Who wants to buy a "new" product every freaking year with only couple of features added? It´s insane. But of course this strategy is good for big corporations like Apple, more dollars in their pocket, but the damages to the progress of our species are huge!

    You wouldn´t believe what kind of technologies are held back from us. Free energy for us all is already possible for example, but of course they don´t want to release those technologies, because that would mean for them losing power over us and freeing mankind from this pyramid slave system we all live in.

    It´s wrong and greedy, but what can we do. I guess the only thing is to vote with our wallets and spread the word about corruption and the injustices in the world. There´s million other things wrong in this world too than holding back technologies from us.
  17. spinedoc77 macrumors G3


    Jun 11, 2009
    Of course some stuff was left off intentionally. Apple is a smart company, and contrary to belief is not there to altruistically make the world a better place, they are there to make money. I'm sure they have a long term roadmap for the ipad and know to a certain extent what is going to be in the ipad 3, 4, etc, and certainly knew 99% of what is going to be in the ipad 2 when they released the ipad 1.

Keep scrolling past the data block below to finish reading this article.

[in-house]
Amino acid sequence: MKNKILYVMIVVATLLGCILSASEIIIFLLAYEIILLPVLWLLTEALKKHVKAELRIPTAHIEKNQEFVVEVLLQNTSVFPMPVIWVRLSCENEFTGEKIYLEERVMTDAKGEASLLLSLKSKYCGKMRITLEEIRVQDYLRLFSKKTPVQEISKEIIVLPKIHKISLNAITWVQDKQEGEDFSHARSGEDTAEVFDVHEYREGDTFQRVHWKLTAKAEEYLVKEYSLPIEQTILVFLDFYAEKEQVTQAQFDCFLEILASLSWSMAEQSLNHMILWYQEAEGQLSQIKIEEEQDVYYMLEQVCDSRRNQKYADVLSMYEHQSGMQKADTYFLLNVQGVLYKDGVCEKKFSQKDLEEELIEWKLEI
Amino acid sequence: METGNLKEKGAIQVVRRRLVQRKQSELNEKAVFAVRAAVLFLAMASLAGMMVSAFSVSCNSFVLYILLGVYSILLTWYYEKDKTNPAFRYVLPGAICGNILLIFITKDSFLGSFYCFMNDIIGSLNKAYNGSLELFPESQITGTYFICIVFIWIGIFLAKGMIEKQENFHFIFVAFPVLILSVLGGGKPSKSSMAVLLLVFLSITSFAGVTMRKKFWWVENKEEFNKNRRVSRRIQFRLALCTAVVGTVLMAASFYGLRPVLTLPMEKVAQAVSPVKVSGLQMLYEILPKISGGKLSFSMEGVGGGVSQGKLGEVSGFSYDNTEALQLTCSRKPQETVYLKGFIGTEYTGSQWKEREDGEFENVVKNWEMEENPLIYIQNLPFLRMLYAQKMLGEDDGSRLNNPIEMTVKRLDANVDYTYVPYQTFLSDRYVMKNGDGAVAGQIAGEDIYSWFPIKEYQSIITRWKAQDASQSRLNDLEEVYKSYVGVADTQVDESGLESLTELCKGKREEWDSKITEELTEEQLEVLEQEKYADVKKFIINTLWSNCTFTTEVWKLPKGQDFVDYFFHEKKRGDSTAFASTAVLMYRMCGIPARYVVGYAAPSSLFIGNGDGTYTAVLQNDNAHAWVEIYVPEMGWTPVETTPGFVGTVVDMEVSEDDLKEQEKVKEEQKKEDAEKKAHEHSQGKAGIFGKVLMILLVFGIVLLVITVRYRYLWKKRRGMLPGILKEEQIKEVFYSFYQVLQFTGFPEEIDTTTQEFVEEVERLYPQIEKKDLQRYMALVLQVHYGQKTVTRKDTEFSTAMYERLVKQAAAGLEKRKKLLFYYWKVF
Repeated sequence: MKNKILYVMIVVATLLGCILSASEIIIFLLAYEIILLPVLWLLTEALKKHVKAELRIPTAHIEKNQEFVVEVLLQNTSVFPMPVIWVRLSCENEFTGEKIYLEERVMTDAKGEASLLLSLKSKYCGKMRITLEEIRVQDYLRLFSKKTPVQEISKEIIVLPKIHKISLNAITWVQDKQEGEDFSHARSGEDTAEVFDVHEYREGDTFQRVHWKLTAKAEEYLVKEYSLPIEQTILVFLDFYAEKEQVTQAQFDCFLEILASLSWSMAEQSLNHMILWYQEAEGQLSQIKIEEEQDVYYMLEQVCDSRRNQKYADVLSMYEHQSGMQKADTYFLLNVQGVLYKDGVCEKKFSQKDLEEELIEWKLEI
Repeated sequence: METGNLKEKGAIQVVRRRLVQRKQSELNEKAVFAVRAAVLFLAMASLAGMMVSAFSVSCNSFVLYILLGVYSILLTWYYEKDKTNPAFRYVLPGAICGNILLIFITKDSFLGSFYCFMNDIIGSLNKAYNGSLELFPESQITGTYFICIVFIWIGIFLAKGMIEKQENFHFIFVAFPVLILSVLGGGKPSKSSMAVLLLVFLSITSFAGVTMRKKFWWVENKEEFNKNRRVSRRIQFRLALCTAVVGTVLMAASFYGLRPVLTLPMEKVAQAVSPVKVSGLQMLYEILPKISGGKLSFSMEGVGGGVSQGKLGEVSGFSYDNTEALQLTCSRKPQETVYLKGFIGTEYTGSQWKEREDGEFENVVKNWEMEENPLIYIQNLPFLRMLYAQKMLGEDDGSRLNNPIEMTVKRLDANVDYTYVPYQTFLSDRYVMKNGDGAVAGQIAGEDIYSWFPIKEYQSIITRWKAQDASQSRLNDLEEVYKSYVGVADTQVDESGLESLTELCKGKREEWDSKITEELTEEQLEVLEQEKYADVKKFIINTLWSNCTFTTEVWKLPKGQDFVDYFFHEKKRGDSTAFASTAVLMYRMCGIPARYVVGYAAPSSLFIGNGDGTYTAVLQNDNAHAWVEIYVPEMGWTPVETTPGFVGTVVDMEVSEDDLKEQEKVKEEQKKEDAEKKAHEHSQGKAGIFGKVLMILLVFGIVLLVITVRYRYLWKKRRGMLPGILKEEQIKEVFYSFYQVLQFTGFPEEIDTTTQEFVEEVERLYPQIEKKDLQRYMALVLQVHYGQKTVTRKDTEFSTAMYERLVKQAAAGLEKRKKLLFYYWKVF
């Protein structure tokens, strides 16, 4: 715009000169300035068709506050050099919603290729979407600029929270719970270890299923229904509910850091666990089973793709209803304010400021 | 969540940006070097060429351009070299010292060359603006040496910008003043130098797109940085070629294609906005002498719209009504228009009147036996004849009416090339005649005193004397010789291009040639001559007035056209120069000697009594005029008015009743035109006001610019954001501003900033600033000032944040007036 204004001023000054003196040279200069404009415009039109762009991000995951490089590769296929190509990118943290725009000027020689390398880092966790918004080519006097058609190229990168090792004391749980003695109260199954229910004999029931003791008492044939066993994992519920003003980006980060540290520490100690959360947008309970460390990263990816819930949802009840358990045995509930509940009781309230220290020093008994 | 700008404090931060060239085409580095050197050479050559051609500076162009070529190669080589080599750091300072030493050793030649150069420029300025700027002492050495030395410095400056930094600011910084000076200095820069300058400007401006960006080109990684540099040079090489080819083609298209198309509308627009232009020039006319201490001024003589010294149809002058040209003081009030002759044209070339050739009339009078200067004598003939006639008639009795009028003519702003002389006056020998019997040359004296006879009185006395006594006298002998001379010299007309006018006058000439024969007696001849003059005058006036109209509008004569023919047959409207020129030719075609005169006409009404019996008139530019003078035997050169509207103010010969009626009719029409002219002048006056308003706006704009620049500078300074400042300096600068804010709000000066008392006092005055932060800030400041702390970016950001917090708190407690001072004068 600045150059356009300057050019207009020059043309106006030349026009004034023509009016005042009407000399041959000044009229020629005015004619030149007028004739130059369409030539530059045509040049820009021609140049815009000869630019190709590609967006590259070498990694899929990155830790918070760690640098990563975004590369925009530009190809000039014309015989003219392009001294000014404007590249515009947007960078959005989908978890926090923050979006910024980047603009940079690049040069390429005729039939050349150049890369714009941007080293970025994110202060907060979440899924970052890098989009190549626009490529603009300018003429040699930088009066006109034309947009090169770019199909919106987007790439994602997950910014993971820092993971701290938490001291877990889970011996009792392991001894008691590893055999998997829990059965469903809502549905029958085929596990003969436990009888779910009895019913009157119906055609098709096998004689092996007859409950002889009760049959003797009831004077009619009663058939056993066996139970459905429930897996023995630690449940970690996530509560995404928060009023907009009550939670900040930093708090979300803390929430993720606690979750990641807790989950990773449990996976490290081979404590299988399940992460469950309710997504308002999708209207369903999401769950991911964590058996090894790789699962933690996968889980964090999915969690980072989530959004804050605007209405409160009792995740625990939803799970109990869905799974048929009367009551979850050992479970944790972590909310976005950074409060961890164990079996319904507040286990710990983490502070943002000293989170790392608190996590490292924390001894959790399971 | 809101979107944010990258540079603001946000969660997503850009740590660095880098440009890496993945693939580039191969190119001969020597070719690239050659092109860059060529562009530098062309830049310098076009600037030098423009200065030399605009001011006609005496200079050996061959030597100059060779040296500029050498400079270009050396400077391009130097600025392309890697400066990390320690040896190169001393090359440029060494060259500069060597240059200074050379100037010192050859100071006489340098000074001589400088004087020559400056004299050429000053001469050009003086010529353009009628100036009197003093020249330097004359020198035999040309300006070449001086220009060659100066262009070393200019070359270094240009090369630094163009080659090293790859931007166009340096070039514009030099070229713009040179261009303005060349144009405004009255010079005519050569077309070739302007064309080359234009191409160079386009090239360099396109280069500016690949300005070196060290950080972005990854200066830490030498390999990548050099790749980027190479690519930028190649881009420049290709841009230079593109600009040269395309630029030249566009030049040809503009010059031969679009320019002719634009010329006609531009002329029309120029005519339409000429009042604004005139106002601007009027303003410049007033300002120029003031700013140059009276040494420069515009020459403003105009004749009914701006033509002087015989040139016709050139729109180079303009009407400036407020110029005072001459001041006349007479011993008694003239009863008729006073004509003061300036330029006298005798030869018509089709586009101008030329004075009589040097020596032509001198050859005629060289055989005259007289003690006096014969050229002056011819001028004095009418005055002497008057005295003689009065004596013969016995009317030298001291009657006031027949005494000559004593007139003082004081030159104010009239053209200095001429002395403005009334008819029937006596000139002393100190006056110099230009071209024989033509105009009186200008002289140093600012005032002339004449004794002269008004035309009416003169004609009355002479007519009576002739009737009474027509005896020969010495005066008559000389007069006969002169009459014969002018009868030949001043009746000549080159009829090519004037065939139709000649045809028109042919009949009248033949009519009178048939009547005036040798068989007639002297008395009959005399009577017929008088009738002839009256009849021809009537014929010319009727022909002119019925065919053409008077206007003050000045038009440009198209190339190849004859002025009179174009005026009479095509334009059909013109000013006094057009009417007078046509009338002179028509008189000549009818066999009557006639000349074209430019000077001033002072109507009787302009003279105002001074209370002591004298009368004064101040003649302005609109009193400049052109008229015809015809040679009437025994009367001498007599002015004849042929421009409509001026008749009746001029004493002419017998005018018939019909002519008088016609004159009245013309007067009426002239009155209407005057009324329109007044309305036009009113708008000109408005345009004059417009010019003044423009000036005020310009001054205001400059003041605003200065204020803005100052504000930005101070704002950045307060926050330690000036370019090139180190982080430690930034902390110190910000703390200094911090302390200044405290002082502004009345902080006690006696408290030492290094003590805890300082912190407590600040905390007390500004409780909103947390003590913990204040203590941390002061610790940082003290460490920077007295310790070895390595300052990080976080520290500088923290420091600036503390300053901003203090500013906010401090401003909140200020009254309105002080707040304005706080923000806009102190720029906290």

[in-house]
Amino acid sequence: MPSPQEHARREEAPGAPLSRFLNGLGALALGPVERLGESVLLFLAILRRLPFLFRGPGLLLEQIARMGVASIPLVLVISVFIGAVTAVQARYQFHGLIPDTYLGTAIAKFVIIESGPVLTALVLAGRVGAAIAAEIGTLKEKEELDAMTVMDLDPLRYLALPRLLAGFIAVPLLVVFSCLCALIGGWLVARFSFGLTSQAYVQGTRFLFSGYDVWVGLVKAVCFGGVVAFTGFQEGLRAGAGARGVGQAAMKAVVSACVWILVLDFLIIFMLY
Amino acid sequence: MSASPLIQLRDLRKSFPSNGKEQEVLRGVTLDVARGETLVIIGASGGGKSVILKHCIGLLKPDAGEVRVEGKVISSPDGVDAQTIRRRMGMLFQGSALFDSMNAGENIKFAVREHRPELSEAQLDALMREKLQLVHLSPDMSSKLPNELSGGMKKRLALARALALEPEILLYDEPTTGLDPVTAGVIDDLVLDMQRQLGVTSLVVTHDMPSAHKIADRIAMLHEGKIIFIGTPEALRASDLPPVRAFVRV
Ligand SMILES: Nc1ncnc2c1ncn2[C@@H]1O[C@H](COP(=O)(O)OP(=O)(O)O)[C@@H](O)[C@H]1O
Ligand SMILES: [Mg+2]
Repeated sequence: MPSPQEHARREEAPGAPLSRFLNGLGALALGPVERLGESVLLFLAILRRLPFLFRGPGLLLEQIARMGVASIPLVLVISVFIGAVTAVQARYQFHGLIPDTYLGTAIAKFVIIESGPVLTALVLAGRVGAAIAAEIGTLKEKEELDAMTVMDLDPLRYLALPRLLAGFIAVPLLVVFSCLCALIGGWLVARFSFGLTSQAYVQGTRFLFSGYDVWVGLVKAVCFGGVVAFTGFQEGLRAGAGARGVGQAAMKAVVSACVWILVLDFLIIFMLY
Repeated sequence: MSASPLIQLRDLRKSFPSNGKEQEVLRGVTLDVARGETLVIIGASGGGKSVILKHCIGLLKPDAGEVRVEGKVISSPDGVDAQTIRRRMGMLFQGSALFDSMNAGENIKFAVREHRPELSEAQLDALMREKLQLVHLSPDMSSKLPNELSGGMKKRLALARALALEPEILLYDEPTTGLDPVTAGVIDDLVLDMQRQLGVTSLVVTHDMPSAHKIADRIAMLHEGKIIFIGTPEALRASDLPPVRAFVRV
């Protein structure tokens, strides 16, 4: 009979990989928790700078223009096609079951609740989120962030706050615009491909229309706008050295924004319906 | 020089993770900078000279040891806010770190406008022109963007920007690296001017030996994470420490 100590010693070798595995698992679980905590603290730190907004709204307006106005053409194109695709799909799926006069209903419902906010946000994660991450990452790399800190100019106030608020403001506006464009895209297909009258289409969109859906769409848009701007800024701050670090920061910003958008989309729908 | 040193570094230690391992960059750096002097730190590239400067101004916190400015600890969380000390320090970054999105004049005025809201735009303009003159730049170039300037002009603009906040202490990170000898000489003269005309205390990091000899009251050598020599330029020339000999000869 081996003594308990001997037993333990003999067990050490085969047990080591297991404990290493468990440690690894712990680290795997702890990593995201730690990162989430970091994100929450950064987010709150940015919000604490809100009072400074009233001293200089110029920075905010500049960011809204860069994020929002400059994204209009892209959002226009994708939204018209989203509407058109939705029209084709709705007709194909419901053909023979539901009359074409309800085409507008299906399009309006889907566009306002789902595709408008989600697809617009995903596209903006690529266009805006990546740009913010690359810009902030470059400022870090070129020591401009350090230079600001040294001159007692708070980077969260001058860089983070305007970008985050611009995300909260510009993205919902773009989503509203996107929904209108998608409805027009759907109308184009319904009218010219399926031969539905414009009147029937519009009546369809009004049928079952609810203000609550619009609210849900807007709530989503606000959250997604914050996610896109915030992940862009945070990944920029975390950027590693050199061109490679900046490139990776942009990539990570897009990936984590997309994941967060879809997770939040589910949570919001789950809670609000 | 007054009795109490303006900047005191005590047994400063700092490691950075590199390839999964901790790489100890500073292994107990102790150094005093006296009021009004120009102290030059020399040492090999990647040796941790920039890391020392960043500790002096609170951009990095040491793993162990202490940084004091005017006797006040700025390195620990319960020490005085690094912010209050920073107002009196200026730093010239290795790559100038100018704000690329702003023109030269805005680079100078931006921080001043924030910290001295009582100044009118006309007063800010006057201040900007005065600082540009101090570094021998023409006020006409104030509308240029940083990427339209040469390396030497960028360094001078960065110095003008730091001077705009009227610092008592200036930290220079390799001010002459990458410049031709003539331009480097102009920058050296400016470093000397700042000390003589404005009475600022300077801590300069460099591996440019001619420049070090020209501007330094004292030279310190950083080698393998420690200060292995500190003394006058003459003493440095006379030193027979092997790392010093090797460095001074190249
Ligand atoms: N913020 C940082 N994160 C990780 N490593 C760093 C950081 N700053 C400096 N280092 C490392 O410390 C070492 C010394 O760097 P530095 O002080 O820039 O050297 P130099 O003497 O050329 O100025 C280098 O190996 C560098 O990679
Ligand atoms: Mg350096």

It's not like it's the first time features have been held back, we have a long history of this in the iphone. But Apple's genius is that they understand us poor slobs who are more than willing to repay every year after year for "incremental" upgrades to the hardware.
  18. mikelegacy macrumors 65816